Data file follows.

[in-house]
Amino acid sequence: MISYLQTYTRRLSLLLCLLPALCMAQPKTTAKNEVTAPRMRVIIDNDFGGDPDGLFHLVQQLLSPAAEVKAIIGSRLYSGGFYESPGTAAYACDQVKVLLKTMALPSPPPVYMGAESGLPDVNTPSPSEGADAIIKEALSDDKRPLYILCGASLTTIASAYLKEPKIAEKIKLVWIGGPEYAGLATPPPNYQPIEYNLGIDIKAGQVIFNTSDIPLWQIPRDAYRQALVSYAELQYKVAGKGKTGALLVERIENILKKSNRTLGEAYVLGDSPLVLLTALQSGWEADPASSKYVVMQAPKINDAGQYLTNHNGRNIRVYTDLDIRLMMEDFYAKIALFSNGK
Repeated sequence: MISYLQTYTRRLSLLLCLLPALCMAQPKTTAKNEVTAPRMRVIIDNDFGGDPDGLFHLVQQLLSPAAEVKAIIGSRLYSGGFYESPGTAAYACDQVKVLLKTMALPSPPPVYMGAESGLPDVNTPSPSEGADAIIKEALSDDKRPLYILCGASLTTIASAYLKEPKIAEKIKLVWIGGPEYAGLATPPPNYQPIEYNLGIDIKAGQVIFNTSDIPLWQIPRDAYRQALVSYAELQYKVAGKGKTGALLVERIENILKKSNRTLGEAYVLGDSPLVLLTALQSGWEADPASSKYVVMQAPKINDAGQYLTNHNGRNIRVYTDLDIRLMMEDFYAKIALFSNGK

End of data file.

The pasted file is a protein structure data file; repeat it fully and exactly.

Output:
[in-house]
Amino acid sequence: MISYLQTYTRRLSLLLCLLPALCMAQPKTTAKNEVTAPRMRVIIDNDFGGDPDGLFHLVQQLLSPAAEVKAIIGSRLYSGGFYESPGTAAYACDQVKVLLKTMALPSPPPVYMGAESGLPDVNTPSPSEGADAIIKEALSDDKRPLYILCGASLTTIASAYLKEPKIAEKIKLVWIGGPEYAGLATPPPNYQPIEYNLGIDIKAGQVIFNTSDIPLWQIPRDAYRQALVSYAELQYKVAGKGKTGALLVERIENILKKSNRTLGEAYVLGDSPLVLLTALQSGWEADPASSKYVVMQAPKINDAGQYLTNHNGRNIRVYTDLDIRLMMEDFYAKIALFSNGK
Repeated sequence: MISYLQTYTRRLSLLLCLLPALCMAQPKTTAKNEVTAPRMRVIIDNDFGGDPDGLFHLVQQLLSPAAEVKAIIGSRLYSGGFYESPGTAAYACDQVKVLLKTMALPSPPPVYMGAESGLPDVNTPSPSEGADAIIKEALSDDKRPLYILCGASLTTIASAYLKEPKIAEKIKLVWIGGPEYAGLATPPPNYQPIEYNLGIDIKAGQVIFNTSDIPLWQIPRDAYRQALVSYAELQYKVAGKGKTGALLVERIENILKKSNRTLGEAYVLGDSPLVLLTALQSGWEADPASSKYVVMQAPKINDAGQYLTNHNGRNIRVYTDLDIRLMMEDFYAKIALFSNGK